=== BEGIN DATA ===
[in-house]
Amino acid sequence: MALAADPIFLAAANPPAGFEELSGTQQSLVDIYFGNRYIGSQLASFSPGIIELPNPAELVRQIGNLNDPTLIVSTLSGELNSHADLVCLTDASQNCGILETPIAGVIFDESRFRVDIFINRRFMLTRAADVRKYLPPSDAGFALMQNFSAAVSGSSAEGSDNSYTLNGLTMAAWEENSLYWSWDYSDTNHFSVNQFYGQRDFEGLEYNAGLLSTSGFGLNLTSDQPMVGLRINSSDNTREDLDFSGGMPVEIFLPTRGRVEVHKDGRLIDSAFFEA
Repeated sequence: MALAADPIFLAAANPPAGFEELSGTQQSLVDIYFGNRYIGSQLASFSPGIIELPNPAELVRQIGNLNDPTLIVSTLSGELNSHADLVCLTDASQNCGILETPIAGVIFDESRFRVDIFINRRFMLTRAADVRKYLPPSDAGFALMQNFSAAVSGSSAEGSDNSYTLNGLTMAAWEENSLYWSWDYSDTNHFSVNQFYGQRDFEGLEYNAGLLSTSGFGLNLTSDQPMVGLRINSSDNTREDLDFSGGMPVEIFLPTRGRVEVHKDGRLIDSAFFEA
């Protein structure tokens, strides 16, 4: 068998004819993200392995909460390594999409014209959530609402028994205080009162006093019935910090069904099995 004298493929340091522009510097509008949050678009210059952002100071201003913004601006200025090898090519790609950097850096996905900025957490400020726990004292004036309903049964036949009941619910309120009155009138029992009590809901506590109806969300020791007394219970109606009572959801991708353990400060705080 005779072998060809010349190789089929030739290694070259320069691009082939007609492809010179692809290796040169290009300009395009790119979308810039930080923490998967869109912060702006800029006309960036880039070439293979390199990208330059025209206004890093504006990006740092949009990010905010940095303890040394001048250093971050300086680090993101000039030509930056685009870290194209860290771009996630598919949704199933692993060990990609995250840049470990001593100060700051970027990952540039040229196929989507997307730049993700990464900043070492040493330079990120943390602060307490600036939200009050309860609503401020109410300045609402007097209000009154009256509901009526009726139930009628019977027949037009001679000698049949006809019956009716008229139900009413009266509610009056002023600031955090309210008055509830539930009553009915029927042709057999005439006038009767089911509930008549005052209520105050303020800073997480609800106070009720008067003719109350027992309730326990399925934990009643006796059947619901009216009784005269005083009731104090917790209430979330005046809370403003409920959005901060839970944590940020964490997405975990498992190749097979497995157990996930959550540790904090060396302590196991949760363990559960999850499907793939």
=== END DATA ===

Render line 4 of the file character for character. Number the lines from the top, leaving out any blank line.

């Protein structure tokens, strides 16, 4: 068998004819993200392995909460390594999409014209959530609402028994205080009162006093019935910090069904099995 004298493929340091522009510097509008949050678009210059952002100071201003913004601006200025090898090519790609950097850096996905900025957490400020726990004292004036309903049964036949009941619910309120009155009138029992009590809901506590109806969300020791007394219970109606009572959801991708353990400060705080 005779072998060809010349190789089929030739290694070259320069691009082939007609492809010179692809290796040169290009300009395009790119979308810039930080923490998967869109912060702006800029006309960036880039070439293979390199990208330059025209206004890093504006990006740092949009990010905010940095303890040394001048250093971050300086680090993101000039030509930056685009870290194209860290771009996630598919949704199933692993060990990609995250840049470990001593100060700051970027990952540039040229196929989507997307730049993700990464900043070492040493330079990120943390602060307490600036939200009050309860609503401020109410300045609402007097209000009154009256509901009526009726139930009628019977027949037009001679000698049949006809019956009716008229139900009413009266509610009056002023600031955090309210008055509830539930009553009915029927042709057999005439006038009767089911509930008549005052209520105050303020800073997480609800106070009720008067003719109350027992309730326990399925934990009643006796059947619901009216009784005269005083009731104090917790209430979330005046809370403003409920959005901060839970944590940020964490997405975990498992190749097979497995157990996930959550540790904090060396302590196991949760363990559960999850499907793939």